Catalyst Pharmaceutical Partners, Inc. Gets Breakthrough Therapy Designation From FDA for Firdapse for the Treatment of LEMS; Stock Rockets +41.55% at Market Close (August 27, 2013)
Published: Aug 28, 2013
Catalyst Pharmaceutical Partners Receives Breakthrough Therapy Designation From FDA for Firdapse(TM) for the Treatment of LEMS
CORAL GABLES, Fla., Aug. 27, 2013 (GLOBE NEWSWIRE) -- Catalyst Pharmaceutical Partners, Inc. (CPRX), a specialty pharmaceutical company focused on the development and commercialization of novel prescription drugs targeting rare (orphan) neuromuscular and neurological diseases, today announced that its investigational product Firdapse(TM) (amifampridine phosphate) has received "Breakthrough Therapy Designation" by the U.S. Food and Drug Administration (FDA) for the symptomatic treatment of patients with Lambert-Eaton Myasthenic Syndrome (LEMS). Firdapse(TM) is Catalyst's investigational therapy that is being evaluated for the treatment of the debilitating symptoms associated with LEMS, including muscle weakness.
"We are very pleased to have received Breakthrough Therapy Designation for Firdapse(TM) and we are excited by the FDA's decision to place our product in a category that may enable expedited development and review for patients with LEMS," said Patrick McEnany, President and Chief Executive Officer of Catalyst. "With no approved or effective symptomatic treatment currently available for LEMS, Firdapse(TM) has the potential to be the first-line treatment option for patients with this rare condition."
Breakthrough Therapy Designation for Firdapse(TM) was based on clinical data from several previously published clinical trials of amifampridine (3,4-DAP) in patients with LEMS. Firdapse(TM) has the potential to provide significant relief of the often debilitating symptoms of the disease, including muscle weakness (e.g. difficulty walking), difficulty swallowing and talking, drooping of eyelids and facial weakness.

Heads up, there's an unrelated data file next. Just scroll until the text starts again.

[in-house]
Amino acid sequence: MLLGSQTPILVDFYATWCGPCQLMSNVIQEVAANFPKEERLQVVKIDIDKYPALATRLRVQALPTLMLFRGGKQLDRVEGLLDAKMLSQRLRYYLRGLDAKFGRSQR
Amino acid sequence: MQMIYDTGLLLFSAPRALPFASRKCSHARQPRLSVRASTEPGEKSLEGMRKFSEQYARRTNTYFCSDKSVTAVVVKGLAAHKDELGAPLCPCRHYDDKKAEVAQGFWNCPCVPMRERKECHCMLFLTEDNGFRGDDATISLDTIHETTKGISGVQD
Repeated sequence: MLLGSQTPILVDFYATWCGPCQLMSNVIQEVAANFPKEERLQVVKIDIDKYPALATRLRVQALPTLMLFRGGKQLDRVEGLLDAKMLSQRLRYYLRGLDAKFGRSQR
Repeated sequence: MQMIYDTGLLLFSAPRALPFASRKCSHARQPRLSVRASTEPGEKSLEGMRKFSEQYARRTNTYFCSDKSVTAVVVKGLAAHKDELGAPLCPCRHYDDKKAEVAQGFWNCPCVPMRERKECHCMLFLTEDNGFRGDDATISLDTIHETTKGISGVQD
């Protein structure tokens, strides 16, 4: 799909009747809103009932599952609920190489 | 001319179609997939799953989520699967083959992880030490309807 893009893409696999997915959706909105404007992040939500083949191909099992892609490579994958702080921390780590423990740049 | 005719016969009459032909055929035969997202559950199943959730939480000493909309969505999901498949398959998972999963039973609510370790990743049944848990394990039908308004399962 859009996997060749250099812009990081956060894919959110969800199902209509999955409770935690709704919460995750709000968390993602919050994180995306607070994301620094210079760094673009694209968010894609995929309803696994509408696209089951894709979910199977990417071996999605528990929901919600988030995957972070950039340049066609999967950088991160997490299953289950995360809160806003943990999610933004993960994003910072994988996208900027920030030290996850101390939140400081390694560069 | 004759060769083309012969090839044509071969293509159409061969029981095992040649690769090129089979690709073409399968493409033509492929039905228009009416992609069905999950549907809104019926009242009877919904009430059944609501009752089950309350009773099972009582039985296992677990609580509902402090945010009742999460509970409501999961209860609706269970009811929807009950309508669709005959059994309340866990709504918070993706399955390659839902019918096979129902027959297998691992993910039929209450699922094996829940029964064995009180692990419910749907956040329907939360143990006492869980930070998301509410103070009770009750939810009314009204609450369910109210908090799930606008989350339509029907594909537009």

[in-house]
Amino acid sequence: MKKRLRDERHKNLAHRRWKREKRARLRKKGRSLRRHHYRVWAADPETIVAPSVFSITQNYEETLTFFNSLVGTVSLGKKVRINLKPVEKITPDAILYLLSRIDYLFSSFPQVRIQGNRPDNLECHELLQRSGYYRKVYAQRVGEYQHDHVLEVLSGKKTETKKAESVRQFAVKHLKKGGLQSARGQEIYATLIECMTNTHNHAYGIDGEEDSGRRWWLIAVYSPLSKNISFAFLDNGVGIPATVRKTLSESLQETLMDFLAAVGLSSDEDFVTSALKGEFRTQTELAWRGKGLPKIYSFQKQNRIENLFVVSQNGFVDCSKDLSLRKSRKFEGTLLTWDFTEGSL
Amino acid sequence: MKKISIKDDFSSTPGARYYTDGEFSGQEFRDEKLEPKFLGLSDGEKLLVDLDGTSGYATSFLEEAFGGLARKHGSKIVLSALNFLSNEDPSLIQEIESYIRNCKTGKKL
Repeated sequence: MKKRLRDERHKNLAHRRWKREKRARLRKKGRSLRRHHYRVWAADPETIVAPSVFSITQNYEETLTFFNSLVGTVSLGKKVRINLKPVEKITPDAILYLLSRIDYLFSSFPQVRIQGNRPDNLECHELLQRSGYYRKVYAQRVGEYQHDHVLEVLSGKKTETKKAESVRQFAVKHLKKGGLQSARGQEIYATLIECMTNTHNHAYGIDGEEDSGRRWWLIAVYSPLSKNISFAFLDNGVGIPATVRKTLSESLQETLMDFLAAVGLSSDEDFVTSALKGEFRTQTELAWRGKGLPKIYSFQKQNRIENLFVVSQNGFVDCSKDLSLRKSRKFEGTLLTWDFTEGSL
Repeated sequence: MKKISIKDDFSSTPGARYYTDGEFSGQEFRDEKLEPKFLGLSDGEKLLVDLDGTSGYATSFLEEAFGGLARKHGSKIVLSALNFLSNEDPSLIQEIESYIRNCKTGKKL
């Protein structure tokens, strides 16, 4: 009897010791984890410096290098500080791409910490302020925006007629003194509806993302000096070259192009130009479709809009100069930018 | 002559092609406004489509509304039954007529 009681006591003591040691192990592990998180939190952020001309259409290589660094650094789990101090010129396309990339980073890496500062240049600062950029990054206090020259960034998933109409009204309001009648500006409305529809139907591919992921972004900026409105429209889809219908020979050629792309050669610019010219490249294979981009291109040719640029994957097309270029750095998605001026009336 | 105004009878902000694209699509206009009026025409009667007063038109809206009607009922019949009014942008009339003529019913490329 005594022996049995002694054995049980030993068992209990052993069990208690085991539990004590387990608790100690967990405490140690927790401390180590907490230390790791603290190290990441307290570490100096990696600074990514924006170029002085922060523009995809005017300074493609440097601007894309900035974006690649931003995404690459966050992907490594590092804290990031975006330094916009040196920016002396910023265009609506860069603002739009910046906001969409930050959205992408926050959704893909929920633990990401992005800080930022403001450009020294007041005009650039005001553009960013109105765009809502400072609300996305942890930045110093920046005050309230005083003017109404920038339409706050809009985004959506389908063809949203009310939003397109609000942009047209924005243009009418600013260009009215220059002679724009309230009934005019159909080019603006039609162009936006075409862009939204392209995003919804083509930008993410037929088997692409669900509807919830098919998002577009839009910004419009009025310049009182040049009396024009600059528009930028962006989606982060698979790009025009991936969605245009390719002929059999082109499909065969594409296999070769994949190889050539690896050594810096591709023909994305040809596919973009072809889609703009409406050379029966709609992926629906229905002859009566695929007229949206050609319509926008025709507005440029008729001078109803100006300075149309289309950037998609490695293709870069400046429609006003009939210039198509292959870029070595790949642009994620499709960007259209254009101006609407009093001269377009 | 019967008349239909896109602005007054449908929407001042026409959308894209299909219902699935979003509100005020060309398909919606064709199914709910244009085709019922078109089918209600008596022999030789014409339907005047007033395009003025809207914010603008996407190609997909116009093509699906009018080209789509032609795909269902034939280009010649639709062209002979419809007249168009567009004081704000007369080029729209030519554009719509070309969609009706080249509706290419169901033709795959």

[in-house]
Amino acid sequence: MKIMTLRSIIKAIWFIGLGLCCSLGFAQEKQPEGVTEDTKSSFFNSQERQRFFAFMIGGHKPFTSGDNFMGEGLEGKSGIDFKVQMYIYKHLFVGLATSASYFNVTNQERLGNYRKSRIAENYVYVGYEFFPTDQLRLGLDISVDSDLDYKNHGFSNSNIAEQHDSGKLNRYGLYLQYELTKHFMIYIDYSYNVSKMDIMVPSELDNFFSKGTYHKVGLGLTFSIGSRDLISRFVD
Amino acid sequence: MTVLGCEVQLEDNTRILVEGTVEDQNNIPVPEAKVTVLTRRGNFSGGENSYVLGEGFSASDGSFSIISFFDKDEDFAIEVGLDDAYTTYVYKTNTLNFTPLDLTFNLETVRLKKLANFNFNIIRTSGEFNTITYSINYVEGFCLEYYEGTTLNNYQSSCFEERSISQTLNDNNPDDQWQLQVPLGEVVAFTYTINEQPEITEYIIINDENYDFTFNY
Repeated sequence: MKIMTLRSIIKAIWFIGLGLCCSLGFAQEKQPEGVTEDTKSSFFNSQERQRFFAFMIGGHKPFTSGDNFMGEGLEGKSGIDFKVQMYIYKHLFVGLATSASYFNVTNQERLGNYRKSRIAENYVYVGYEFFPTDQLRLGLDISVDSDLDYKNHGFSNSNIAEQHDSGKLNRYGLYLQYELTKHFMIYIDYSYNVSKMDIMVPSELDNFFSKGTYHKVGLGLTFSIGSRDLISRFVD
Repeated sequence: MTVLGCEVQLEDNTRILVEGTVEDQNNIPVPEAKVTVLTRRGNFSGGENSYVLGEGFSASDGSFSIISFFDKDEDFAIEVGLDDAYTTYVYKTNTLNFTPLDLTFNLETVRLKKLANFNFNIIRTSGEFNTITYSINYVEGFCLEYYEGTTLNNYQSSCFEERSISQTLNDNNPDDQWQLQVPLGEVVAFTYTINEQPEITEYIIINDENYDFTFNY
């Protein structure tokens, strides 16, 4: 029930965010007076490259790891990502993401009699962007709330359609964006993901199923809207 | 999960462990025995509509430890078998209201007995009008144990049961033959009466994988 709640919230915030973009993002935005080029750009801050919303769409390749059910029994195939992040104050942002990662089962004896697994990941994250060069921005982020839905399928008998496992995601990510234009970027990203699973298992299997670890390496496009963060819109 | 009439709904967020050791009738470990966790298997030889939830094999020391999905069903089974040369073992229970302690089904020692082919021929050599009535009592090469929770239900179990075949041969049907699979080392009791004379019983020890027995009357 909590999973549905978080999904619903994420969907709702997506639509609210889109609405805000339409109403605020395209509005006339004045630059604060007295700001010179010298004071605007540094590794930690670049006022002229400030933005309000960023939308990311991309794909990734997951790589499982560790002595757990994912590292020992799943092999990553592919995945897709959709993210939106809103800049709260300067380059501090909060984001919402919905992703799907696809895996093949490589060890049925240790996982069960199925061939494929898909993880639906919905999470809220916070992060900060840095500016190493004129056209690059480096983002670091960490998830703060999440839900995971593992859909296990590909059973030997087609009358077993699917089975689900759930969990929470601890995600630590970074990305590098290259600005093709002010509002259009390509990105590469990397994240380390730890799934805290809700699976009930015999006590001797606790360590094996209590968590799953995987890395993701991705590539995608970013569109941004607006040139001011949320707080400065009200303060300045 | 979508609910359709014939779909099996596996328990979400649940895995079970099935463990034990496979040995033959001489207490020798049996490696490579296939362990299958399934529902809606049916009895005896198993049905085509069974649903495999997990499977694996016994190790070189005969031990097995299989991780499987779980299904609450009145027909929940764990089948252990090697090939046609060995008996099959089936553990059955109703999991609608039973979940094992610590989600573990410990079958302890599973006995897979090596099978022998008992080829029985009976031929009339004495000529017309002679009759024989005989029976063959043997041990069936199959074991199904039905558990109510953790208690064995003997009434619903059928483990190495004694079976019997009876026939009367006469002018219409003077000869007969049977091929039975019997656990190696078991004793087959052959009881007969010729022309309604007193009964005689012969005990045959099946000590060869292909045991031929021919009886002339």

About Breakthrough Therapy Designation
Breakthrough Therapy Designation was enacted as part of the 2012 Food and Drug Administration Safety and Innovation Act (FDASIA). FDASIA defines breakthrough therapy as a drug that is "intended, alone or in combination with one or more other drugs, to treat a serious or life-threatening disease or condition and preliminary clinical evidence indicates that the drug may demonstrate substantial improvement over existing therapies on one or more clinically significant endpoints, such as substantial treatment effects observed early in clinical development."
A breakthrough therapy designation conveys all of the fast track program features, as well as more intensive FDA guidance on an efficient drug development program. The FDA also has an organizational commitment to involve senior management in such guidance. The Breakthrough Therapy Designation is a distinct status from both accelerated approval and priority review, which can also be granted to the same drug if relevant criteria are met.
Firdapse(TM), also known as amifampridine phosphate, 3,4-diaminopyridine phosphate or 3,4-DAP phosphate, is a potassium channel blocker. It delays repolarization of the pre-synaptic neuron, causing voltage gated Ca2+ channels to remain open longer. The increase Ca2+ influx causes more acetylcholine to be released, making it more likely that a muscle action potential will be initiated, thereby reducing muscle weakness. The North American rights to Firdapse(TM) were licensed to the Company in 2012 by BioMarin Pharmaceutical. BioMarin currently markets Firdapse(TM) in the EU for the treatment of LEMS.